Wilkes-Barre officials are intensifying efforts to round up funding to reconstruct Solomon Creek’s flood-control system to better protect an estimated 300 homes and businesses.
The project would add flood walls where there are none, redo deteriorating retaining walls and widen some sections of the creek, which also winds through Ashley and Hanover Township.
Legislators added Solomon Creek to the Wyoming Valley Levee project with fanfare in 2007, saying inclusion would allow the federal government to fund 75 percent of its $50 million to $60 million reconstruction.
But the project can’t advance to federal funding approval without a commitment to pay the 25 percent local share totalling at least $12.5 million, officials say.
City Councilman George Brown said he and other city officials recently met with Luzerne County Manager Robert Lawton to see if the county would be willing to contribute.
Lawton said the county is still paying more than $2 million in debt annually toward the levee-raising and wrestling with its own financial struggles.
“We don’t have the money. I told the group the county will do anything to assist that does not cost money,” he said.
Chris Belleman, executive director of the county Flood Protection Authority that oversees the levee, said city officials indicated they may approach the authority board about funding.
Belleman said the city is free to make the request, but he does not believe the authority has the financial resources to assist. The authority relies on revenue from a fee on levee-protected properties because ongoing flood control expenses are no longer covered by the county’s strapped general-fund operating budget, he said.
The authority also will take on the expense of maintaining the Solomon Creek flood control system if the project is completed because it will become part of the Wyoming Valley Levee, Belleman said.
‘Big nut to crack’
“The big nut to crack is how Wilkes-Barre is going to fund the 25 percent,” Belleman said.
The “best hope” would be a coalition including Ashley and Hanover Township, he said. The state may agree to cover half of the local share, he said.
“Maybe they can cobble together several sponsors and obtain some grants,” Belleman said.
Brown said he has discussed the funding request with several state and federal legislators and is trying to schedule a meeting with them to bring the topic to the forefront. The need for the project isn’t questioned, he said.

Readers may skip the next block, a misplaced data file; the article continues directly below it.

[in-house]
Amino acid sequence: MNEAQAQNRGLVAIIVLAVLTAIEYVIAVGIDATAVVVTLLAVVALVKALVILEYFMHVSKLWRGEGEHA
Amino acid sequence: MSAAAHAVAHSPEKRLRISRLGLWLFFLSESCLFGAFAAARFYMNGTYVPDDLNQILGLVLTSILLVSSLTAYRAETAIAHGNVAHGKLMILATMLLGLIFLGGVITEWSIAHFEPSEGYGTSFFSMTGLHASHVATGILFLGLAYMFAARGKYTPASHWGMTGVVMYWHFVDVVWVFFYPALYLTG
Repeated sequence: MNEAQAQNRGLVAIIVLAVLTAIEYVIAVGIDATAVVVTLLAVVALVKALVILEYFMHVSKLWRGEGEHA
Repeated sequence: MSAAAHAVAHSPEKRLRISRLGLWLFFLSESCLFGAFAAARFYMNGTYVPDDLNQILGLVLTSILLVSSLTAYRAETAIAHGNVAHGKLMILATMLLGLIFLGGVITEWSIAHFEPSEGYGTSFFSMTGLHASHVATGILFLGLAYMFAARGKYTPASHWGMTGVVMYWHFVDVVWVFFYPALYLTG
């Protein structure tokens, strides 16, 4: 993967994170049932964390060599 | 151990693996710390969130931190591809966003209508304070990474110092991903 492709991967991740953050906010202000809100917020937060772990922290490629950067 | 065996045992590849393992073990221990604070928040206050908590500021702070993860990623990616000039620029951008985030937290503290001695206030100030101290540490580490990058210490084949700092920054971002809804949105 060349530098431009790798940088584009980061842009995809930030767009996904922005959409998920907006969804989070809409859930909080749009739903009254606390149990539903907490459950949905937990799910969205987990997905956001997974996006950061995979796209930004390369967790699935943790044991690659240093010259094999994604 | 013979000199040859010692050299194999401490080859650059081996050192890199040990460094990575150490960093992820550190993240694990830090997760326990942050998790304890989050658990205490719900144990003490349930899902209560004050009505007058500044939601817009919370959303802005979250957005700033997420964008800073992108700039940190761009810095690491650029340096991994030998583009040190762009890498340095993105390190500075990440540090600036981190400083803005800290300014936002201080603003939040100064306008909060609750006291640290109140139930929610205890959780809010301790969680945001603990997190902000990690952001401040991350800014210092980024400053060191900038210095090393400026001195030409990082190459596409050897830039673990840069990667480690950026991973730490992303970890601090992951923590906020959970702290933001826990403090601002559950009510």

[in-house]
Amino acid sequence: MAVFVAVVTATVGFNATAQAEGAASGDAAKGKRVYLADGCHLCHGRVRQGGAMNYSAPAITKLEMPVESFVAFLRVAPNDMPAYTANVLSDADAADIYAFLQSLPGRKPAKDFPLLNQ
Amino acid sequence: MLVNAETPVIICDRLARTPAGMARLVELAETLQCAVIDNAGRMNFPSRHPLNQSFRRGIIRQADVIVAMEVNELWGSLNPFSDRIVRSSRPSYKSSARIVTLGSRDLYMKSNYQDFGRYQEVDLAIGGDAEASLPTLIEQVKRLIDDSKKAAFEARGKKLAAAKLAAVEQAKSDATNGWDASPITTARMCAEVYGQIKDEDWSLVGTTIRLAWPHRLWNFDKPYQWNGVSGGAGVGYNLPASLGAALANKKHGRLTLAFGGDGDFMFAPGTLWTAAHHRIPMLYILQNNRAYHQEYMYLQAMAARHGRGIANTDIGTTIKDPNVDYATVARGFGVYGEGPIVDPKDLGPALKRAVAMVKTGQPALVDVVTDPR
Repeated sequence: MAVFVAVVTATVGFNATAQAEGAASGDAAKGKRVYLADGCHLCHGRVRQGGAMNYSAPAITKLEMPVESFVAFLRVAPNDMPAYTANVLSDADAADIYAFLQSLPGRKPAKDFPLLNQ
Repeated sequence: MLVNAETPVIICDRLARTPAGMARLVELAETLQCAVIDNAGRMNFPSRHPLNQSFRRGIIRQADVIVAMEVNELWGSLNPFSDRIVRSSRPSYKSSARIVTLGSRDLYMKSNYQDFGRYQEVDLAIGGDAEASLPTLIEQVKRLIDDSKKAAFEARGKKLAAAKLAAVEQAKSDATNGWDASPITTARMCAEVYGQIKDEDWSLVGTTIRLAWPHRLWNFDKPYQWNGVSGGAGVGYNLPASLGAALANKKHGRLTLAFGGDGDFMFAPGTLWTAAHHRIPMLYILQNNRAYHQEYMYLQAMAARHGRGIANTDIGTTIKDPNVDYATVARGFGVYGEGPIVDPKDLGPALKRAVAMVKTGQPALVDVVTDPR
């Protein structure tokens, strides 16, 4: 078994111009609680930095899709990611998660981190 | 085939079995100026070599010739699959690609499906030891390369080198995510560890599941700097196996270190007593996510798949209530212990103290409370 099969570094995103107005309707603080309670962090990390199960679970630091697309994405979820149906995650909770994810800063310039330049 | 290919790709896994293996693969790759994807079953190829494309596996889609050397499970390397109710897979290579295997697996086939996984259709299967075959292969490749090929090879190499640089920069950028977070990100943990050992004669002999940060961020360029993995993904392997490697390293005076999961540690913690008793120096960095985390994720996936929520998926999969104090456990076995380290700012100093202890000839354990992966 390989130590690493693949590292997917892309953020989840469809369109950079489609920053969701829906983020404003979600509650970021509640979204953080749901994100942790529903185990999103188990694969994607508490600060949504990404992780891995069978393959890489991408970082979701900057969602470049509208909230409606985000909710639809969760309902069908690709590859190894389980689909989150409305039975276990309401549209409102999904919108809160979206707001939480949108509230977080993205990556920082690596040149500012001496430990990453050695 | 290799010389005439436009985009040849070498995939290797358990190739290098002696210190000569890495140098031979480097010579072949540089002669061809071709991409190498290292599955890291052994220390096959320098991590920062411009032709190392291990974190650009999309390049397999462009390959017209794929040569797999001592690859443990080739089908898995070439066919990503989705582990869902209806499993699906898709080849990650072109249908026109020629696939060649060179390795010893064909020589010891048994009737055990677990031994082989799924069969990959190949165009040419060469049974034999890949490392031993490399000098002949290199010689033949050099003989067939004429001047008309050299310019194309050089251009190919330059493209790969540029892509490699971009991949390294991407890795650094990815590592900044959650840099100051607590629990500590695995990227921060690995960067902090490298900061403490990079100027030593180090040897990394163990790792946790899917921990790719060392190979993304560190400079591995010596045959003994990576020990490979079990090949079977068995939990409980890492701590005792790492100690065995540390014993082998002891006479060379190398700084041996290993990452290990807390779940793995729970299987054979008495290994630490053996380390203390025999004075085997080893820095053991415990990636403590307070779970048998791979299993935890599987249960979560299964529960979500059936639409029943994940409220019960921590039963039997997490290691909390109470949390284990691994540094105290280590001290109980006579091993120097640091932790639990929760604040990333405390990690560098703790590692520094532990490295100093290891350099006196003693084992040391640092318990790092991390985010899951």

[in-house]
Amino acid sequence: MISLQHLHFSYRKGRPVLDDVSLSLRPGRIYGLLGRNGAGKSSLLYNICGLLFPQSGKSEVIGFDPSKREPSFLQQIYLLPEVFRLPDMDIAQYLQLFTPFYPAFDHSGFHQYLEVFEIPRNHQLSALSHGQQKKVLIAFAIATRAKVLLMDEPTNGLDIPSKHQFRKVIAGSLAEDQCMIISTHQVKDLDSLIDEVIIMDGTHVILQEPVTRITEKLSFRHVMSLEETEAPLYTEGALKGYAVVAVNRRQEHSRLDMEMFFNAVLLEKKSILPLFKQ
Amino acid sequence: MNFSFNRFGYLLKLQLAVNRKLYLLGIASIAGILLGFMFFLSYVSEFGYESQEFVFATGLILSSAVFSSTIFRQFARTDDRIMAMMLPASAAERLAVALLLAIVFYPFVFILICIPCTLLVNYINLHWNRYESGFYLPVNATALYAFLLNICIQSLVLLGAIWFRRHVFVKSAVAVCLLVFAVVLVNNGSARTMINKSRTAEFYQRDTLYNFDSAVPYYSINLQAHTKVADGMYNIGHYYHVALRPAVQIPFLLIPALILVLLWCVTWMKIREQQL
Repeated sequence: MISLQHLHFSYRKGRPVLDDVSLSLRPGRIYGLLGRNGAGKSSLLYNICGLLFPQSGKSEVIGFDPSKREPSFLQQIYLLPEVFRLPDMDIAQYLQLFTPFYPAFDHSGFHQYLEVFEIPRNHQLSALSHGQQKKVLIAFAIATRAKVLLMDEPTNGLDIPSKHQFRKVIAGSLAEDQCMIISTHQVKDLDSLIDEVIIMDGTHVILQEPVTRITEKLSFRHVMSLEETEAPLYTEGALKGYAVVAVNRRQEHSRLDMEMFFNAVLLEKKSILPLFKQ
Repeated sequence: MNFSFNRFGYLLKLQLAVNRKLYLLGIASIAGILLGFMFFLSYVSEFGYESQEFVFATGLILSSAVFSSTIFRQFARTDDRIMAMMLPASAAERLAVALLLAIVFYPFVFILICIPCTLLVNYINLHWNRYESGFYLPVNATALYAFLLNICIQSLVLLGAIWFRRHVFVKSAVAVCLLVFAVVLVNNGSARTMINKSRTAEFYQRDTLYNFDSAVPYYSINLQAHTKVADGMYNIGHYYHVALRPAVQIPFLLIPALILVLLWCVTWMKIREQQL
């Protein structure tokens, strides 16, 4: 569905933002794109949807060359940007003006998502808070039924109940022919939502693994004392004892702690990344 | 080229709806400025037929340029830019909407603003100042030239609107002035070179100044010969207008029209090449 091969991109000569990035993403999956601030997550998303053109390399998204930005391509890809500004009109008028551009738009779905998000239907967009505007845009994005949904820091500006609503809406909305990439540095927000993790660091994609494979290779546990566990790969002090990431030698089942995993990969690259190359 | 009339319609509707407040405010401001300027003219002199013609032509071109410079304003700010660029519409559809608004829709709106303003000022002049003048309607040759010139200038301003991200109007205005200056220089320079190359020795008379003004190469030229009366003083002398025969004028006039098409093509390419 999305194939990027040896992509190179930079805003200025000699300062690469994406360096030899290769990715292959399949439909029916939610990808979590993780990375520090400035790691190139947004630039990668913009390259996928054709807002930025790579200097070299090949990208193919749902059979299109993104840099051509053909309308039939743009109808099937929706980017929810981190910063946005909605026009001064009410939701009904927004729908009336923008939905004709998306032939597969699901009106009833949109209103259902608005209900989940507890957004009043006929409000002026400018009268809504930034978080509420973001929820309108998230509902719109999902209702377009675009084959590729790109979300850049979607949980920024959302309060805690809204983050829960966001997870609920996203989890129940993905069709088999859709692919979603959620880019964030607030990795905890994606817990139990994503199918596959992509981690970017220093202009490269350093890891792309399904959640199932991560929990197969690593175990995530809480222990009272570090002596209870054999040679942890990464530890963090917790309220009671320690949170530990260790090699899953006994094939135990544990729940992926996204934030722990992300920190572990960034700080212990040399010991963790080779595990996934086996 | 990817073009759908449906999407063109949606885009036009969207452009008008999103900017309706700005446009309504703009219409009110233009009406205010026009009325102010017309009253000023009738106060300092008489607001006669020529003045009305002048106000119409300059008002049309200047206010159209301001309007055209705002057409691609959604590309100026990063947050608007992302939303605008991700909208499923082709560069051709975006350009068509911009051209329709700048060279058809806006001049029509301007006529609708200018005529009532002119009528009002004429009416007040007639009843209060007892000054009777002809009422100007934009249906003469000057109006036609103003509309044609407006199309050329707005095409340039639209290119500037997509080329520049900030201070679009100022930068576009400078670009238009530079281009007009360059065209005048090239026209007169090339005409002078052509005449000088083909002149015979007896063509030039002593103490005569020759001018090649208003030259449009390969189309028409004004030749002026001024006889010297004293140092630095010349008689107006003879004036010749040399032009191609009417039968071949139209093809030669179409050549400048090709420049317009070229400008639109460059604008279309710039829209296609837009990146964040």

“Everyone is in agreement something has to be done,” Brown said.
The creek is largely contained by retaining walls built through the Works Progress Administration, or WPA, in the 1930s.
“The walls are in terrible, terrible shape. There are very big holes in them,” Brown said.
In August 2011, dump trucks hauled numerous loads of dirt for a temporary levee to contain a stretch of the creek behind properties on Carlisle Street.
Brown said it’s “heartbreaking” for residents who must worry whenever there is “sizable rain.” The creek flooded in 1972, 1975, 1985, 1996, 2004 and June 2006, officials said when the federal funding was announced in 2007.
He worries a high-water event will cause major flooding beyond properties along the creek.
“I don’t know if people understand how bad this could be. It could be a disastrous situation,” Brown said.
City Mayor Tom Leighton also attended the meeting with Lawton but could not be reached for comment Monday.
Leighton has said county officials told him the county would provide the local share of the expense when the federal funding was announced.
Regional involvement in funding the solution is warranted because economic development in the Mountain Top area is contributing to the “negative impact below,” Leighton has said.
The watershed draining into Solomon Creek is 18.5 square miles, with the highest points around Penobscot Mountain in the Mountain Top area, county reports show.